Big Data

Simplify .NET SQL queries with the Data Access Application Block

Microsoft's Data Access Application Block makes connecting .NET applications to SQL databases easier--provided you know how to use its methods efficiently. Here's a quick best practices guide for getting the most out of the DAAB.

Although Microsoft's .NET Application Block is well documented, the practical tips and tricks that make it more usable on a day-to-day basis are harder to find. This article gathers some code that will make the Data Access Application Block easier to use in everyday .NET/SQL Server projects.

Getting started
You can download the Data Access Application Block from MSDN. You'll have to install the package and actually build the components using Visual Studio .NET 2002 or 2003 before loading a project. You must also reference the created DLL in the /bin/ directory in the References folder of the project in which you intend to use the components. Finally, you'll need an assembly reference on each file or form, as shown below:
using Microsoft.ApplicationBlocks.Data;

Basic usage
The principal class of the Data Access Application Block is SQLHelper, which is a sealed class with four common (and several less used) methods:
  • ExecuteDataset generates a DataSet from a SQL query.
  • ExecuteReader generates a SqlDataReader from a SQL query.
  • ExecuteScalar generates a single value object from a SQL query.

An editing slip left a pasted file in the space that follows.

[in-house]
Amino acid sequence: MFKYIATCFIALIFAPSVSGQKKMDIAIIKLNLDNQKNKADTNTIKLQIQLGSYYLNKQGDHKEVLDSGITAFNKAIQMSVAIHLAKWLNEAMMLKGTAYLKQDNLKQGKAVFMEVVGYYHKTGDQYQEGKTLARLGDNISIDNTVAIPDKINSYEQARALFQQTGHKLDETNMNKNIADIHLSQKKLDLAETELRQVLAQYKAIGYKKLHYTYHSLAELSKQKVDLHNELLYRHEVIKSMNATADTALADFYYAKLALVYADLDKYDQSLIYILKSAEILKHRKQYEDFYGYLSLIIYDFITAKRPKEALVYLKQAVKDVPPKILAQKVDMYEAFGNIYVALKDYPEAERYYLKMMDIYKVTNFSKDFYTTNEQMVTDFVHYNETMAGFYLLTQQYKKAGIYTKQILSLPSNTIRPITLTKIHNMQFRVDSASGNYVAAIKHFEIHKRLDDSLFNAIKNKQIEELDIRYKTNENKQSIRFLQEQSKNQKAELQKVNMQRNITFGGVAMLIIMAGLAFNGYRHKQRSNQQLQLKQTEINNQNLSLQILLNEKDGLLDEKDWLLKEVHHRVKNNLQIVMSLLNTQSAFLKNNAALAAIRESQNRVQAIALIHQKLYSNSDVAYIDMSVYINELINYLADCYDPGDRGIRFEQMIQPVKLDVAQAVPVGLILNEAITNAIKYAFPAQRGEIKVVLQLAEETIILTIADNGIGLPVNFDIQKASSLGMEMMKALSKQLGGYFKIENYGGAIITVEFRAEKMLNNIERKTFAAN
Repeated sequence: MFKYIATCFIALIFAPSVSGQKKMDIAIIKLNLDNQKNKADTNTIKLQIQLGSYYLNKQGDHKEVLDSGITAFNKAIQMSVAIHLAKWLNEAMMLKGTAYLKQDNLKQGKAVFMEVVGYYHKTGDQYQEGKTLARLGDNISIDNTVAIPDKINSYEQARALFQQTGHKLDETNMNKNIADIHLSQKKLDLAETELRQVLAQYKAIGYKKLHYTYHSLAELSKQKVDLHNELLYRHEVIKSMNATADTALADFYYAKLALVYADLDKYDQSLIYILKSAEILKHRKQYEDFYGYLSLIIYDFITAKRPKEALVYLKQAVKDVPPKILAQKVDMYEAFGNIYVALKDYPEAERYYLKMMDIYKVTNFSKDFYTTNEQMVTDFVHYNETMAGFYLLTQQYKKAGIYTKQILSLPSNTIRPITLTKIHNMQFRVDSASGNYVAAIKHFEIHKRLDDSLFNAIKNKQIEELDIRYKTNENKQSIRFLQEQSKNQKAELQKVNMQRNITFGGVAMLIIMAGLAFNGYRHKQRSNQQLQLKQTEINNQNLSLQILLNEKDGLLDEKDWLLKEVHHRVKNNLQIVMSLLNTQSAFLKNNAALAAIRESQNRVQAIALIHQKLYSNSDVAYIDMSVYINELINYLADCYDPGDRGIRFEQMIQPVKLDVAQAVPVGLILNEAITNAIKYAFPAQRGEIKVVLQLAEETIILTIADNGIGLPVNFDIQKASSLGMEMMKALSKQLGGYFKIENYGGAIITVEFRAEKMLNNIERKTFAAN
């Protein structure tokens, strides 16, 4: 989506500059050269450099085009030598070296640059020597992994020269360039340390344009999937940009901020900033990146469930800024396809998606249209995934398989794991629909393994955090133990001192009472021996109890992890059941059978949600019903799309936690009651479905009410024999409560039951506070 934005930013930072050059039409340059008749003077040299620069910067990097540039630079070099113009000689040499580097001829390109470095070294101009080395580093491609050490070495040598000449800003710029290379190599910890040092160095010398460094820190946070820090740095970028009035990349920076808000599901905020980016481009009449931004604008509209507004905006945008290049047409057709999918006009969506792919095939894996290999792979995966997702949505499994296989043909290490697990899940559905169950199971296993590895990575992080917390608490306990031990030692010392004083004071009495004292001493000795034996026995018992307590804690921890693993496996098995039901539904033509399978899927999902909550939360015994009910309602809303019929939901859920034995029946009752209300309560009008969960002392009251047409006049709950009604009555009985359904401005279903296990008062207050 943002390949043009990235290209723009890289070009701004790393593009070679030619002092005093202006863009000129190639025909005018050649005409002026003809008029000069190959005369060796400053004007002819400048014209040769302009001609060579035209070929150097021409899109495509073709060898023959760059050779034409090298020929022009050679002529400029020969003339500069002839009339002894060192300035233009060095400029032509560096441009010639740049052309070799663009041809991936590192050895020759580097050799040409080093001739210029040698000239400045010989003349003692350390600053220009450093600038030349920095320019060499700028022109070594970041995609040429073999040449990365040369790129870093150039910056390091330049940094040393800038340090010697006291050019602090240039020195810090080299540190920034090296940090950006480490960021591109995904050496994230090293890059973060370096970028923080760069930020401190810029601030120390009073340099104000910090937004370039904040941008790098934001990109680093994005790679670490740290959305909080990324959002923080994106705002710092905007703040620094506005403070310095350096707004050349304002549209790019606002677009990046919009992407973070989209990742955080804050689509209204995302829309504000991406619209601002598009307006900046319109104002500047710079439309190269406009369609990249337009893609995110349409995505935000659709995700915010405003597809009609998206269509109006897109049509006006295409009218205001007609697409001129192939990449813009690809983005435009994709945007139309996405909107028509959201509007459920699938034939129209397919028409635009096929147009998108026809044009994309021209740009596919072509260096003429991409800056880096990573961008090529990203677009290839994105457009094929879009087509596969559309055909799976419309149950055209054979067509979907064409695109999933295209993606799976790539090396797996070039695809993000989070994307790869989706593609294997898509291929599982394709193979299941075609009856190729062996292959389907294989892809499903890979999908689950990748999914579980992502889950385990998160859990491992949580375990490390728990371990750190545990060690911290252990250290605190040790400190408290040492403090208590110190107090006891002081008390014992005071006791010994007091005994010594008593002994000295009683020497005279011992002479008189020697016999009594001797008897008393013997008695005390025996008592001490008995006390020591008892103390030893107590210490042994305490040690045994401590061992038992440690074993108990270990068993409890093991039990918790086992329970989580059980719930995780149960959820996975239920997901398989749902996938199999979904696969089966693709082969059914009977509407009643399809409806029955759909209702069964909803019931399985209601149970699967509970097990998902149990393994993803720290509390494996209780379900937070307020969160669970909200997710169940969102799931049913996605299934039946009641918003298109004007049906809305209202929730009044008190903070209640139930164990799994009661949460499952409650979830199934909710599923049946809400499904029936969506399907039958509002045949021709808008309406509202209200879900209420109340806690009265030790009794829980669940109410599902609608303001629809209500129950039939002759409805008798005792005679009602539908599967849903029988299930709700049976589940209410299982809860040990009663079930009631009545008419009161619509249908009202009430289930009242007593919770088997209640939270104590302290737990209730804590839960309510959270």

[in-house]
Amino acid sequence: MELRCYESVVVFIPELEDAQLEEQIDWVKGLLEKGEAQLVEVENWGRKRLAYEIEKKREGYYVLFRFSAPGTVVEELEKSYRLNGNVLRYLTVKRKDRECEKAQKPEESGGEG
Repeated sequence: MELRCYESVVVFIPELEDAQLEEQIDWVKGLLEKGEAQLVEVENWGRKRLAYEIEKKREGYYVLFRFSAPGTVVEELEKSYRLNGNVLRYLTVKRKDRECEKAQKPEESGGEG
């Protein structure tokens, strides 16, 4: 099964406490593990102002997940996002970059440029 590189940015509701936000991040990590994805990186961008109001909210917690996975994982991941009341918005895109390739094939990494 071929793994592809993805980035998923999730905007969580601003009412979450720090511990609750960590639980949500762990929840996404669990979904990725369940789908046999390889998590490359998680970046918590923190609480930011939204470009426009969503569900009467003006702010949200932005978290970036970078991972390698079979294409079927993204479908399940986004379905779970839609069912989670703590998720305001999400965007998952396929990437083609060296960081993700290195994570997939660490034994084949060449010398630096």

• ExecuteNonQuery runs a SQL query with no return value.

Let's look at each in detail.

ExecuteDataset will run your basic SELECT query and generate a DataSet, which can then be bound to a server object or used to create a DataView. As with all of the methods, there are a number of overloads, but the most common version looks something like this:
DataSet dataSet = SqlHelper.ExecuteDataset(connString,
 "usp_GetStuffProcedure", parameter)

Usually, you are filling a DataSet from a SELECT query with a RowId or a search parameter. The parameter bucket above will take a large number of parameters, so even if you were passing in three search parameters, for instance, you would just need:
DataSet dataSet = SqlHelper.ExecuteDataset(connString,
 "usp_SearchStuffProcedure", parameter1, parameter2, parameter3)

ExecuteReader is also for a SELECT statement, but it's usually reserved for situations where performance really matters. SqlDataReaders are like forward-only, read-only recordsets from ADO classic. They are good for filling ListBoxes and CheckBoxLists. But before you go whole-hog and call 300 SqlDataReaders to fill your dynamic controls, read my final comment in the "General pointers" section below.

The call to an ExecuteReader looks just like an ExecuteDataset. Remember that you need an assembly reference to System.Data.SqlClient to use a SqlDataReader with a SQL Server database:
using System.Data.SqlClient;
SqlDataReader sqlDataReader = SqlHelper.ExecuteReader(connString,
 "usp_GetStuffProcedure", parameter);

The ExecuteScalar method has several uses, like returning a SELECT query with only one value such as a COUNT. But the most common usage will be to run an INSERT statement that returns the new row ID. This is a fairly common trick in Transact SQL, but it requires a CAST in the stored procedure to make sure that the resultant row ID is returned in the easiest format for .NET.
INSERT (ColumnName1, ColumnName2) VALUES (@parameter1, @parameter2)